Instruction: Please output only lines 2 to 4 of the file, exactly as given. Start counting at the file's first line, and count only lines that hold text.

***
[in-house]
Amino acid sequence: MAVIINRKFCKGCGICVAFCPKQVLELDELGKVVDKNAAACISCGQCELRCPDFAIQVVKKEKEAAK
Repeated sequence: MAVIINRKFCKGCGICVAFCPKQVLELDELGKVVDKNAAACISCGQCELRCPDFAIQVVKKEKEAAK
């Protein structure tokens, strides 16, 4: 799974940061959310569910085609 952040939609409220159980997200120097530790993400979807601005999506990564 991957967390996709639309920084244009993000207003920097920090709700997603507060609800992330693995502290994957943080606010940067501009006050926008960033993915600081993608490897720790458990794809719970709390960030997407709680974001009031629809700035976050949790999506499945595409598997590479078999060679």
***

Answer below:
Amino acid sequence: MAVIINRKFCKGCGICVAFCPKQVLELDELGKVVDKNAAACISCGQCELRCPDFAIQVVKKEKEAAK
Repeated sequence: MAVIINRKFCKGCGICVAFCPKQVLELDELGKVVDKNAAACISCGQCELRCPDFAIQVVKKEKEAAK
């Protein structure tokens, strides 16, 4: 799974940061959310569910085609 952040939609409220159980997200120097530790993400979807601005999506990564 991957967390996709639309920084244009993000207003920097920090709700997603507060609800992330693995502290994957943080606010940067501009006050926008960033993915600081993608490897720790458990794809719970709390960030997407709680974001009031629809700035976050949790999506499945595409598997590479078999060679």